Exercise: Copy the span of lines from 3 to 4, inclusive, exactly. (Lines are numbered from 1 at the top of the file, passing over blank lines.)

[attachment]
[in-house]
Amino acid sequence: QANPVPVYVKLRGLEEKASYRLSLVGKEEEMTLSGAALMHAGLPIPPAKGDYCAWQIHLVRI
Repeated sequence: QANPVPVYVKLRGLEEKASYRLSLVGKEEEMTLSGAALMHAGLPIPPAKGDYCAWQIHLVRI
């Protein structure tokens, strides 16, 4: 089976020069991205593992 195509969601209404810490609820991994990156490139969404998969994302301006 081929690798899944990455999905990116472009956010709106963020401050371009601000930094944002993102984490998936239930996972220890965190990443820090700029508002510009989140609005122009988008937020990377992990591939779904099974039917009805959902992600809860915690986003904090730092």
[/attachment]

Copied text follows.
Repeated sequence: QANPVPVYVKLRGLEEKASYRLSLVGKEEEMTLSGAALMHAGLPIPPAKGDYCAWQIHLVRI
């Protein structure tokens, strides 16, 4: 089976020069991205593992 195509969601209404810490609820991994990156490139969404998969994302301006 081929690798899944990455999905990116472009956010709106963020401050371009601000930094944002993102984490998936239930996972220890965190990443820090700029508002510009989140609005122009988008937020990377992990591939779904099974039917009805959902992600809860915690986003904090730092």